I often hear people say they are ready for whatever Mother Nature has to throw at them this winter because they have a 4×4. They reckon extra ground clearance and all-wheel-drive is enough to get them out of any situation they might encounter. Then I get my phone out and show them a clip of a big, rough and tumble SUV getting stuck on an icy road hopelessly spinning its wheels, and they realize there is more to weathering the winter on the road than just than ride height and extra differentials.
That is why even if you own SUV you need to take some time winter-prepping your car. And the first thing you need to invest in is a set of good winter tyres. Unless you are lucky enough to get a bespoke off-road package with your SUV which includes chunky 30inch tires, you are going to need winter tyres because you can’t rely on the standard rubber on your car to deal with low-friction surfaces of which there plenty in winter time. Most SUVs these days are built as jacked-up saloon cars. They come as standard with low-profile street tyres that are now good on a light trek across a green field, let alone tackling roads covered with a thick sheet of ice and driveways blanketed with snow.
This is applies doubly to sedans and other family cars. Due to their nature they need winter tyres above all else if they are to remain workable throughout the cold season, and work with optimum safety and comfort. Family cars, as their name clearly suggests, are for driving your kids around and do shopping stuff. So it pays to invest in a proper set of tyres to make sure there is less chance of getting into an accident because your standard tyres are too void of grip to keep the car in check. In fact, an accident lawyer from Angell Law Firm professes that bad tires are number one in the list of causes of accidents. Do not trust the safety of your family in your own driving skills alone!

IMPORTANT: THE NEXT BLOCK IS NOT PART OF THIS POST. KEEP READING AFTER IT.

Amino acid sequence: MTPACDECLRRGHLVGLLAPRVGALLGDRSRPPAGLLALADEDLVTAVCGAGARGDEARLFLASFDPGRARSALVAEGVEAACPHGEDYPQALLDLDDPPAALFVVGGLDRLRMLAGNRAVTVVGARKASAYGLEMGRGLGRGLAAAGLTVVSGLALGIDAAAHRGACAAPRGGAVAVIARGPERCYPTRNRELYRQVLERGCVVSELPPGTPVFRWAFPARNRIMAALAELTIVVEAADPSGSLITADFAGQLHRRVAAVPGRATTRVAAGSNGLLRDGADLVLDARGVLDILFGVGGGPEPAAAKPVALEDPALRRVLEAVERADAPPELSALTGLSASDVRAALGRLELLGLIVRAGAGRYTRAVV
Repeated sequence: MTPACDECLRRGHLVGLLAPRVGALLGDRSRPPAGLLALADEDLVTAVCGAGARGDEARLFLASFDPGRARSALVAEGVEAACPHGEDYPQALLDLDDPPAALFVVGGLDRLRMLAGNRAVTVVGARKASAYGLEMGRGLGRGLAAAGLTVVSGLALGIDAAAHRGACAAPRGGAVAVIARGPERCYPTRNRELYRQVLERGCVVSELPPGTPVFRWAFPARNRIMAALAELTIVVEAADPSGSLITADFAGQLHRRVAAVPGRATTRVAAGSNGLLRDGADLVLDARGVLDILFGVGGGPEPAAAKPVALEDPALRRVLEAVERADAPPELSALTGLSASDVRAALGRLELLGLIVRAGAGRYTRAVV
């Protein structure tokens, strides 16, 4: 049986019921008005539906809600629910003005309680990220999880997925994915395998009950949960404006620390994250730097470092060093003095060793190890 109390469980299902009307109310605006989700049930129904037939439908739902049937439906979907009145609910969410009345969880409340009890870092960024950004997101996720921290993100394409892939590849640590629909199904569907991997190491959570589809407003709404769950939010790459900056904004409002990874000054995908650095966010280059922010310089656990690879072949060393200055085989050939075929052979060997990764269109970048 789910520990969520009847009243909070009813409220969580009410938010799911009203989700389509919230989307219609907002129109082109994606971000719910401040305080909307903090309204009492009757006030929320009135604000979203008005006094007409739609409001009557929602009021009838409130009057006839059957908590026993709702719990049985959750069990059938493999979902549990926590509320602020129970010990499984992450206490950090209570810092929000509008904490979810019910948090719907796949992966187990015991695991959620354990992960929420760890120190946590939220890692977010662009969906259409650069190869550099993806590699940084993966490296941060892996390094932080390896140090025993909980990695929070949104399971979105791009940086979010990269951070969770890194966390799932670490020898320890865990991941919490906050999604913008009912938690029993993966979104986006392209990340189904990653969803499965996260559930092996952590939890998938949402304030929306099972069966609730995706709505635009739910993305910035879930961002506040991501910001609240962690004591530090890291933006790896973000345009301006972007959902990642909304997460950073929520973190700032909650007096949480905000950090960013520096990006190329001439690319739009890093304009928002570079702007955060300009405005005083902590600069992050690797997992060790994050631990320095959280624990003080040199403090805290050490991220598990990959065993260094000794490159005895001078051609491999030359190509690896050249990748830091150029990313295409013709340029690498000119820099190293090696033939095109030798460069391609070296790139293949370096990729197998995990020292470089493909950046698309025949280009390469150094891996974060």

As for other less vital, but still pretty important, things you can do to improve the safety of your drive this winter, the list begins with the routine checks of your car’s fluids. You want to make sure there is antifreeze in the radiator and the window washer fluid is replaced with a winter-grade version. The latter may seem trivial, but it is terribly important as it has to do with visibility. What’s more, in winter the roads are often covered with mud and grime, which get thrown into the air and stick to your windscreen as you drive behind other cars. So that’s something to be mindful of. So go as far as changing their oil with a winter-grade model. But as long as you live in the arctic that is not really necessary.
Having a proper winter supply box in the car could also become handy, especially if you travel long distances. What you want to keep in there besides the usual tools, include a high-visibility jacket, hat, gloves, flashlight, blanket, a good lighter, water bottles and high-calorie food stuff like chocolate. As for the tools that you may find useful, sturdy ropes for giving or receiving a tow would be a good thing to have, as is a machete or a small axe to clear away braches and the like blocking the path, and of course, a trusty shovel. You can use the shovel to dig out your car should it get stuck, or to clear the path of snow.
If you have got yourself some good winter tyres you probably don’t need this, but having a set of snow chains could prove useful. Even if you don’t use them yourself, you will sure encounter an unprepared motorist who could definitely use them! Another important thing to consider regarding your tyres is the air pressure. As a general rule, winter tyres should be set at 0.2 bar above the summer tyre recommendation. Make sure to check them regularly.